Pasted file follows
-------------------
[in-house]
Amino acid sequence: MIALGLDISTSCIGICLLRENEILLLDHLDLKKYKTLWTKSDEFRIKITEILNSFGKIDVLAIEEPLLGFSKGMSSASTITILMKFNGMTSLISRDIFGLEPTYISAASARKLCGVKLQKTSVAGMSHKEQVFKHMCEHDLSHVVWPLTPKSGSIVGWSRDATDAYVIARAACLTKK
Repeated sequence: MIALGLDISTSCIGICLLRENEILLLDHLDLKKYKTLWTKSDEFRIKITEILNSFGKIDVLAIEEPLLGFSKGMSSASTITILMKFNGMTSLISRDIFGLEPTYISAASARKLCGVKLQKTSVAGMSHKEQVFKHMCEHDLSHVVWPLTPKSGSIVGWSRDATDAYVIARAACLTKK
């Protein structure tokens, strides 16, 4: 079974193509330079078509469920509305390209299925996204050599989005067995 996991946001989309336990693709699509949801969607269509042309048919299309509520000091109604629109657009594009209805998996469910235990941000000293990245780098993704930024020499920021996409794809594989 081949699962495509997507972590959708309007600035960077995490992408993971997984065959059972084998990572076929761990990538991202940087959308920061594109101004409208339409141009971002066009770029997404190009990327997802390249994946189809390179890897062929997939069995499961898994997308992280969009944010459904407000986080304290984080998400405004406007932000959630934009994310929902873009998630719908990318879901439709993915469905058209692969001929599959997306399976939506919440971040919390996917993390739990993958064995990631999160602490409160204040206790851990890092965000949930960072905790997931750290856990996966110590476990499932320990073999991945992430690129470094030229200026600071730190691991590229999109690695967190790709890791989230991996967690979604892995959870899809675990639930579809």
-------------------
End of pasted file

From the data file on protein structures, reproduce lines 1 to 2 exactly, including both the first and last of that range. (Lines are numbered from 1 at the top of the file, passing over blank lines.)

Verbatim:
[in-house]
Amino acid sequence: MIALGLDISTSCIGICLLRENEILLLDHLDLKKYKTLWTKSDEFRIKITEILNSFGKIDVLAIEEPLLGFSKGMSSASTITILMKFNGMTSLISRDIFGLEPTYISAASARKLCGVKLQKTSVAGMSHKEQVFKHMCEHDLSHVVWPLTPKSGSIVGWSRDATDAYVIARAACLTKK